More than 5 million Americans have Alzheimer’s disease, and the number is projected to rise to nearly 14 million by 2050. The disease is the sixth-leading cause of death in the U.S. And the economic impact is massive, with hundreds of billions spent annually fighting it. Athira Pharma is on a mission to treat the debilitating disorder — and now it has additional…
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Taking on Multiple Sclerosis

Multiple sclerosis (MS) is extremely difficult to study because the structure the immune system attacks — called the myelin sheath — is buried deep in the brain and spinal cord. “For autoimmune diseases that affect tissues like the skin, researchers can usually biopsy and study these samples,” says BRI’s Estelle Bettelli, PhD. “But the brain is such a complex organ…
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Using 3D Model to Study Effect of Curvature on Endothelial Cells

Picture the route a car might take through a city. To reach the other side of town, it must navigate a complex network of wide, straight highways, busy streets and avenues, and side roads that bend and curve in unpredictable patterns. Civic engineers and traffic safety experts hoping to understand how differences in this varied environment influence human behavior might…
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New Test Better Predicts Which Babies Will Develop Type 1 Diabetes

A new approach to predicting which babies will develop type 1 diabetes (T1D) — which could help them avoid life-threatening complications — is closer to becoming part of routine testing for newborns. The Hagopian lab, located at the Pacific Northwest Research Institute (PNRI), is part of a pioneering international study following more than 8,000 children with increased genetic risk for…
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How COVID-19 Has Opened Science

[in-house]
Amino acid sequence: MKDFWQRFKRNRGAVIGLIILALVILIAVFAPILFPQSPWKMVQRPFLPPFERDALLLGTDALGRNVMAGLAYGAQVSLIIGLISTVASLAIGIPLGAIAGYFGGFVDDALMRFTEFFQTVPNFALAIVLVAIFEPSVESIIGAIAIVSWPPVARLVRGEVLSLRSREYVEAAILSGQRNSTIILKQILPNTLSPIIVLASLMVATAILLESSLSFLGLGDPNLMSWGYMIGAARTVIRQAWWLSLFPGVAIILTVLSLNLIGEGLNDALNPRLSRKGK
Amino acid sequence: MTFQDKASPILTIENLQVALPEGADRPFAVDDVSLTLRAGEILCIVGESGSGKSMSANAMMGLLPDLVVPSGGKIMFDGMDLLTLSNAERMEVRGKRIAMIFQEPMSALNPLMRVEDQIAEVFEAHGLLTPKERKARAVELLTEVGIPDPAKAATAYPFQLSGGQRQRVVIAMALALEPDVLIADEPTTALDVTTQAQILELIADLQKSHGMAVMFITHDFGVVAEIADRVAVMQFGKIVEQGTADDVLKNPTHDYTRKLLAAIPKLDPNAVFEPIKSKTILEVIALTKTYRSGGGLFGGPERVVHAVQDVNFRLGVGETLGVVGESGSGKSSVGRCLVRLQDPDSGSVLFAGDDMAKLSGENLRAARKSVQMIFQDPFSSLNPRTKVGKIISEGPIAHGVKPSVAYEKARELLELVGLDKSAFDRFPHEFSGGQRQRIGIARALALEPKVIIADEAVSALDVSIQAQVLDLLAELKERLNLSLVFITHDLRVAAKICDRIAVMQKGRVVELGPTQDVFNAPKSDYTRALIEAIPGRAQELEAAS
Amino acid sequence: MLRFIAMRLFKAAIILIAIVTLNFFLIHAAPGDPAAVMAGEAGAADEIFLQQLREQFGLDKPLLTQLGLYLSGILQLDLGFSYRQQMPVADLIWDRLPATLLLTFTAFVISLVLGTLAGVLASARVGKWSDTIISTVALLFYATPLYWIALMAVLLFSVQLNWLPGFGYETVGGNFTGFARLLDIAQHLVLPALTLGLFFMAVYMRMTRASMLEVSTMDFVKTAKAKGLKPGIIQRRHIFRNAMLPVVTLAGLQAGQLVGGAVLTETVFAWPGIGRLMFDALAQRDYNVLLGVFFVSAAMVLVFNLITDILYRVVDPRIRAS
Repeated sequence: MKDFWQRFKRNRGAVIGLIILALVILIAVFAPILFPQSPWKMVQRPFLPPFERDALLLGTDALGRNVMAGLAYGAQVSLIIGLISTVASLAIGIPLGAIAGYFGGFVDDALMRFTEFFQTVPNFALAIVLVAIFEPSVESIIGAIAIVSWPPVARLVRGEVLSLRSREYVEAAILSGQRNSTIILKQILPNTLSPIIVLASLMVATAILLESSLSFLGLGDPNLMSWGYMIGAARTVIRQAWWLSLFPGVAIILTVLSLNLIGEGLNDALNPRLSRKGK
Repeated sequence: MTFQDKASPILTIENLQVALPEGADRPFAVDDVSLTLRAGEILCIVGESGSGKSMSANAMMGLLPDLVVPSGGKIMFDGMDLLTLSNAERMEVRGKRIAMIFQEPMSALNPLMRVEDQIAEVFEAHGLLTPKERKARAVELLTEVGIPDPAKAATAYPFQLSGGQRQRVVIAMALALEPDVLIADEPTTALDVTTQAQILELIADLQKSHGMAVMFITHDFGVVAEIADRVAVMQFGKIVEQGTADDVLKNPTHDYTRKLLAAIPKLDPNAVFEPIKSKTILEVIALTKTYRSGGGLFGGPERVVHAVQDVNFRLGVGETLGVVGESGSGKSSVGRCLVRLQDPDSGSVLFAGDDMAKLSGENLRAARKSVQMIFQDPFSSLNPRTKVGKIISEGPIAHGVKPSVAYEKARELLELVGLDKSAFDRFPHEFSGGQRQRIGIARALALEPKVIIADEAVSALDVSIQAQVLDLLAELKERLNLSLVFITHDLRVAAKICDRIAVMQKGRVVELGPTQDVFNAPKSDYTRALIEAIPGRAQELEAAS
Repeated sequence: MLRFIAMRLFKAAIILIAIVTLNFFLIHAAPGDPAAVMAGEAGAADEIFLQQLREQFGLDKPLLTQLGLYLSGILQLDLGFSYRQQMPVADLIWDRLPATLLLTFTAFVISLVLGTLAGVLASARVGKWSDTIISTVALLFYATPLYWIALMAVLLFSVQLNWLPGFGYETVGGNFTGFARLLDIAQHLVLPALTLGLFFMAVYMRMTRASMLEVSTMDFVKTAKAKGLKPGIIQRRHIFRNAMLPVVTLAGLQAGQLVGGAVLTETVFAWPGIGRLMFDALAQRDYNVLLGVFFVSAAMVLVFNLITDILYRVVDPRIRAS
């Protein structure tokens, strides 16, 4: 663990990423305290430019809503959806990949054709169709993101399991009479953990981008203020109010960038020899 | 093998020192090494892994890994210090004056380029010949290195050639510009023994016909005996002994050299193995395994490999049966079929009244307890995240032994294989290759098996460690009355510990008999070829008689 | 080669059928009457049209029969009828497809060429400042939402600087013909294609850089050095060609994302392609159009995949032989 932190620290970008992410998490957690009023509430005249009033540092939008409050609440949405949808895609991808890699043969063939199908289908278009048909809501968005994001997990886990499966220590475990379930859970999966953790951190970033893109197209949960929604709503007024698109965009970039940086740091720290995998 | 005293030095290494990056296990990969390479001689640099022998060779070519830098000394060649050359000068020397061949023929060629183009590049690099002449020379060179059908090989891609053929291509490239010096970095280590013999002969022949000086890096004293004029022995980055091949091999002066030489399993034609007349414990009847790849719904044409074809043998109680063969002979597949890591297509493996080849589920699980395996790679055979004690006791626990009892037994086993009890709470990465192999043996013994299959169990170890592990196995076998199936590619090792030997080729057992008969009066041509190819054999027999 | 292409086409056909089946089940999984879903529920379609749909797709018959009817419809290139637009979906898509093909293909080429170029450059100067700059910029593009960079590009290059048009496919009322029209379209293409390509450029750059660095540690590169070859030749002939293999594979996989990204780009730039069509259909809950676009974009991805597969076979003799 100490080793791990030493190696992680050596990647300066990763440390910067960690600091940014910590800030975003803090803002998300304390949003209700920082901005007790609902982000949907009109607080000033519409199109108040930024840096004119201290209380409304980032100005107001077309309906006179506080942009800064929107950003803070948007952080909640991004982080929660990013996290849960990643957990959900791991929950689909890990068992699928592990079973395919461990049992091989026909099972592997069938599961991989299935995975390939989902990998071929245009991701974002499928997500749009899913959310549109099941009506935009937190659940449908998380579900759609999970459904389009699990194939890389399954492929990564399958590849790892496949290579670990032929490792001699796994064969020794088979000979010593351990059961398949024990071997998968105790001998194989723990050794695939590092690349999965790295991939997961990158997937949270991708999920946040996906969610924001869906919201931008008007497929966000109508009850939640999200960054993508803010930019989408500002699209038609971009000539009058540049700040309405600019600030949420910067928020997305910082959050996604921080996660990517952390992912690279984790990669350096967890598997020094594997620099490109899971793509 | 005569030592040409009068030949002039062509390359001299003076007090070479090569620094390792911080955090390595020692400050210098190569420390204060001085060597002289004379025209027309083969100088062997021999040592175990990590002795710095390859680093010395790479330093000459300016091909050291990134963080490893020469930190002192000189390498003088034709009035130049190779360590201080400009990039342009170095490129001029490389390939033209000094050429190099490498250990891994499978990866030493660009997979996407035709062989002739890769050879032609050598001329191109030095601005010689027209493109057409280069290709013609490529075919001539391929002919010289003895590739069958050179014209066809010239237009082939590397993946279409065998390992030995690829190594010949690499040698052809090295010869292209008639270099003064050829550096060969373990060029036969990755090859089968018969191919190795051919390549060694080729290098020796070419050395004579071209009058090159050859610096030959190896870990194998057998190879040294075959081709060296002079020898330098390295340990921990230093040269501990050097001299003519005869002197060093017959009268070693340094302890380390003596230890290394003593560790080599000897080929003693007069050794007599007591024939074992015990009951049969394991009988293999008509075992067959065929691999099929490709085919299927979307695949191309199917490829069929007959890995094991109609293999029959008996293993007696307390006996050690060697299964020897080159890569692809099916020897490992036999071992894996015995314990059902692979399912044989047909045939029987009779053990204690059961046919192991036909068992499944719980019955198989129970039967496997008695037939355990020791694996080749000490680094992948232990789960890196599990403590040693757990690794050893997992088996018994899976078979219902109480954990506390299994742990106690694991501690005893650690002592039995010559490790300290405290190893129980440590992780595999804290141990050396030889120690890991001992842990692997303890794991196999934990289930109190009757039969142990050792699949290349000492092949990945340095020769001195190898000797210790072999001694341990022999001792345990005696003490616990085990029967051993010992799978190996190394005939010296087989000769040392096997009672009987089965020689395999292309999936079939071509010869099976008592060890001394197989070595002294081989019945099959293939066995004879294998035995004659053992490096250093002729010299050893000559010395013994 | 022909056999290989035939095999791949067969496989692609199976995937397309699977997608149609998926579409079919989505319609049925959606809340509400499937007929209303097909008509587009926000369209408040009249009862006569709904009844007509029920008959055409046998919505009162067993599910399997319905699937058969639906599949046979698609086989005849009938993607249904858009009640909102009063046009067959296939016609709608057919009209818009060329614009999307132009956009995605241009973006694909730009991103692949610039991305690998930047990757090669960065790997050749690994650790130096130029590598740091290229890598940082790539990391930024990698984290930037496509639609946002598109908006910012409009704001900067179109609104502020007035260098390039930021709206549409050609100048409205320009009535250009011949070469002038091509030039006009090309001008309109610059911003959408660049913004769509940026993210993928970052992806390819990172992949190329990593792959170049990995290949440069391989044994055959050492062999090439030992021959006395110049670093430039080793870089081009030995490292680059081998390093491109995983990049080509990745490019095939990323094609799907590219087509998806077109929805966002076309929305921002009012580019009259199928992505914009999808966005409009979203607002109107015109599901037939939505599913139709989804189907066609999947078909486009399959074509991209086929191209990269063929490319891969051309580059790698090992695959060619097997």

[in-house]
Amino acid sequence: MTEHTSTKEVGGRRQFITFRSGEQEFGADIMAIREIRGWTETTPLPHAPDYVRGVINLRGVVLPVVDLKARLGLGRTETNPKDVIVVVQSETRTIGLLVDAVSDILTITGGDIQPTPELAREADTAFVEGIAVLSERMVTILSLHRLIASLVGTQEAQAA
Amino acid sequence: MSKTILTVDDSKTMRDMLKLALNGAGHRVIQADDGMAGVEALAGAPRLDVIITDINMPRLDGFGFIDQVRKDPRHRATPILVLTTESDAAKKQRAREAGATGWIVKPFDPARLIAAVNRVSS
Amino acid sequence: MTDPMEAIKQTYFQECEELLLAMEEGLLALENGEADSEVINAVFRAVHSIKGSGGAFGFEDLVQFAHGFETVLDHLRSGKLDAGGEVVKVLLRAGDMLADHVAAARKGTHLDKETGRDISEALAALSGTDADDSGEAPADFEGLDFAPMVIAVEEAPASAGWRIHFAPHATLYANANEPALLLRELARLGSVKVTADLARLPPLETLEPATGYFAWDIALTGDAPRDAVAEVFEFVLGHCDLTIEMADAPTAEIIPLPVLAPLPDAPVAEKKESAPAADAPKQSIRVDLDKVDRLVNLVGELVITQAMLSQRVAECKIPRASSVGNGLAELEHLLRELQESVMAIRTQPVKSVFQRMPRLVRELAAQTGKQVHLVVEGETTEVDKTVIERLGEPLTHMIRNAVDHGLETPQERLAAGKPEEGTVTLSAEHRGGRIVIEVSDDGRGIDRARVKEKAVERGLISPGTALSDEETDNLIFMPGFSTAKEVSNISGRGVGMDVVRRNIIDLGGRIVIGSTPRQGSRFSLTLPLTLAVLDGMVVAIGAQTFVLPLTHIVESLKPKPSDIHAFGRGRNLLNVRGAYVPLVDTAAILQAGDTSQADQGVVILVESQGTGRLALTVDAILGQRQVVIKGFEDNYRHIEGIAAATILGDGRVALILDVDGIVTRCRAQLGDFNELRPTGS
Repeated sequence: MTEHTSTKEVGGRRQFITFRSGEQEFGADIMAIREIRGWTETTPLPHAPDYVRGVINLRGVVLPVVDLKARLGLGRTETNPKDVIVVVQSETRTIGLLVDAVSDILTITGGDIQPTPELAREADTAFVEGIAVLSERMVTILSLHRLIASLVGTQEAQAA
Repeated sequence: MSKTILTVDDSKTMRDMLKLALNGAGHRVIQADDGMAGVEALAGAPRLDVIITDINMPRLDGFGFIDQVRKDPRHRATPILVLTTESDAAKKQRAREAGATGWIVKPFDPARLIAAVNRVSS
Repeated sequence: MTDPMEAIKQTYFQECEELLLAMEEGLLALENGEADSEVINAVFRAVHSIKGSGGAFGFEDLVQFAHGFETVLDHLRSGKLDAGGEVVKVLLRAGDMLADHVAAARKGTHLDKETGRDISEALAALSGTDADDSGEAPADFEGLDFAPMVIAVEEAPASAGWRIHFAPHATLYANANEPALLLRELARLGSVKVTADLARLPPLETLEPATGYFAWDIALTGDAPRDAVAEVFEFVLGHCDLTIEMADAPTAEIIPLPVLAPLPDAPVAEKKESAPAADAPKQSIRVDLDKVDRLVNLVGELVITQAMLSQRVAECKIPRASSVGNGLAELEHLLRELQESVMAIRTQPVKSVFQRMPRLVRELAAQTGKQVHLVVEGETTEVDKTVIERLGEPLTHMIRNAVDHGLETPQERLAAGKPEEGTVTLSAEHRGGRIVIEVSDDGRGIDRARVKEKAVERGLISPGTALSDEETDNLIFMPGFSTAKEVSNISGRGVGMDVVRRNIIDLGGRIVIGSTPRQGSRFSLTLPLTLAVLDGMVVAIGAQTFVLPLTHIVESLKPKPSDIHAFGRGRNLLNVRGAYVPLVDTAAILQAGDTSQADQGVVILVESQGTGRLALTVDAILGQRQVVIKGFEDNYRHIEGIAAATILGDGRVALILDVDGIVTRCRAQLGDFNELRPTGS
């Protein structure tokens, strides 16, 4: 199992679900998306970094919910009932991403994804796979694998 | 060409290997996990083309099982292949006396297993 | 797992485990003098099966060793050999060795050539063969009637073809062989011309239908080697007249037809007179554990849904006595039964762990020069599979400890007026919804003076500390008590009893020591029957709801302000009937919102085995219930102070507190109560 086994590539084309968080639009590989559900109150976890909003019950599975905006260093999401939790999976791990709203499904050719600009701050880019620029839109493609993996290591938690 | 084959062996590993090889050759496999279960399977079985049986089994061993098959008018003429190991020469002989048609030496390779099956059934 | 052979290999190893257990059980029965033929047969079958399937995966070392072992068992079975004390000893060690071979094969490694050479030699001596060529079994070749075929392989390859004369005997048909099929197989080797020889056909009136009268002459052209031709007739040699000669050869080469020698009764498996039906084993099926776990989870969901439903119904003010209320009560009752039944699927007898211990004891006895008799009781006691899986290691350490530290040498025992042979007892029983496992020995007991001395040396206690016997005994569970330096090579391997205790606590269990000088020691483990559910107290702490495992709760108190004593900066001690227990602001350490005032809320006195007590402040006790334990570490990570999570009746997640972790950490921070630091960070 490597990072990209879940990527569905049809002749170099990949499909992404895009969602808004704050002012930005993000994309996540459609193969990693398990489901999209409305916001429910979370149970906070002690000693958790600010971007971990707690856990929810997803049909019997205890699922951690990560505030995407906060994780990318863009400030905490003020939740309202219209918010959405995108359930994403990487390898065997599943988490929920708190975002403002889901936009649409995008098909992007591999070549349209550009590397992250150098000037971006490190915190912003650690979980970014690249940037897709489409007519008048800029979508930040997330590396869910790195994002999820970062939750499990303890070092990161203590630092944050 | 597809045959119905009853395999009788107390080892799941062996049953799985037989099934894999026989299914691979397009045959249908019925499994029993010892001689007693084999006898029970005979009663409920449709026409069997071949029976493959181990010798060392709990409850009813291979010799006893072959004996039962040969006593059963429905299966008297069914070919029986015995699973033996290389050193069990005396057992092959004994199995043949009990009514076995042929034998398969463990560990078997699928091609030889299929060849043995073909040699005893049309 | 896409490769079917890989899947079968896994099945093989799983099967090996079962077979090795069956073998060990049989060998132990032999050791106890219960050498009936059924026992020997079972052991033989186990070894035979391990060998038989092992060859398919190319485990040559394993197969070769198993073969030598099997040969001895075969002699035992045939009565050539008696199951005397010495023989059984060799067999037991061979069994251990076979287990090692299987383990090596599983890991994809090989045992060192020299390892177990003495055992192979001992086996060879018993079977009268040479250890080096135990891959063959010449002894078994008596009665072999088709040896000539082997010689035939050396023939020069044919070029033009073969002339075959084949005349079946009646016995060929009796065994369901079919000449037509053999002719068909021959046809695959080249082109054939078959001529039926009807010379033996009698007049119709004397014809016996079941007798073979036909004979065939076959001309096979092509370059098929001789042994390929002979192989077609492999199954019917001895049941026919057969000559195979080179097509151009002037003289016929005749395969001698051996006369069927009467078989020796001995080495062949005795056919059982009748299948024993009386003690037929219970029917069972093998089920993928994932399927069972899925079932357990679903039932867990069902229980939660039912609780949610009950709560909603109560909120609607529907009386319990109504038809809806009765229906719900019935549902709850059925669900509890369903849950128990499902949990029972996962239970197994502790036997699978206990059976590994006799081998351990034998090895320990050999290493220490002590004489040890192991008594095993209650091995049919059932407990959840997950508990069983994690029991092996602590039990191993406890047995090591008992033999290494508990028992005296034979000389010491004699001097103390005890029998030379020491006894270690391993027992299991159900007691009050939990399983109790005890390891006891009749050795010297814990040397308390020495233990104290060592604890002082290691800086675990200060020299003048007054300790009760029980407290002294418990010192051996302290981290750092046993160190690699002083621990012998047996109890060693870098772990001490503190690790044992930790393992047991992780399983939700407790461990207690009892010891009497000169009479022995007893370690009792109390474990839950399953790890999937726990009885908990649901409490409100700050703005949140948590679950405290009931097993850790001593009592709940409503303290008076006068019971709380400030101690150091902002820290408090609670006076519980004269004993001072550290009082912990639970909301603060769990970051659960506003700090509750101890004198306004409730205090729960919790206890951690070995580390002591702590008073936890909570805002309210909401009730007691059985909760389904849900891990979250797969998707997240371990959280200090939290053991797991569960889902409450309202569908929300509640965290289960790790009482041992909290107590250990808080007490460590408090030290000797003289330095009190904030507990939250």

Six months after COVID-19 shut down world economies, closed borders and unleashed sickness and death around the globe, the pandemic has helped to break open the cloistered world of medical research. “Open science” is a movement predating the pandemic, largely led by younger researchers eager to cast aside the arcane rules of academic publishing and often secretive, slow peer reviews…
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When graduate student Kate Dusenbury Crawford returned to the lab from her honeymoon on Jan. 20, she had no idea it was a fateful day in her nascent scientific career. The M.D./Ph.D. student in Dr. Jesse Bloom’s lab at Fred Hutchinson Cancer Research Center studies the proteins that viruses like Ebola and rabies use to enter cells — work that could…
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Merck is making a major investment into Bothwell, Washington-based Seattle Genetics with two strategic oncology deals. Seattle Genetics’ shares rocketed 12% in premarket trading at the news. In the first deal, the two companies will work to develop Seattle Genetics’ ladiratuzumab vedotin both as a monotherapy and with Merck’s checkpoint inhibitor Keytruda (pembrolizumab) in triple-negative breast cancer, hormone receptor-positive breast cancer and other LIV-1-expressing…
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o read Lexi Walls’ dissertation now is an eerie exercise in watching someone predict the future with precision. “The tremendous pandemic potential of coronaviruses was demonstrated twice recently by two global outbreaks of deadly pneumonia,” Walls wrote in 2019, referring to coronavirus outbreaks of SARS in 2002 and MERS in 2012. Despite the threat coronaviruses posed, Walls found that there…
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Computer-designed small proteins have now been shown to protect lab-grown human cells from SARS-CoV-2, the coronavirus that causes COVID-19. The findings are reported today, Sept. 9, in Science.  Here is the paper. In the experiments, the lead antiviral candidate, named LCB1, rivaled the best-known SARS-CoV-2 neutralizing antibodies in its protective actions. LCB1 is currently being evaluated in rodents. Coronaviruses are studded…
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In rodents with type 2 diabetes, a single surgical injection of a protein called fibroblast growth factor 1 can restore blood sugar levels to normal for weeks or months. Yet how this growth factor acts in the brain to generate this lasting benefit has been poorly understood. Clarifying how this occurs might lead to more effective diabetes treatments that tap…
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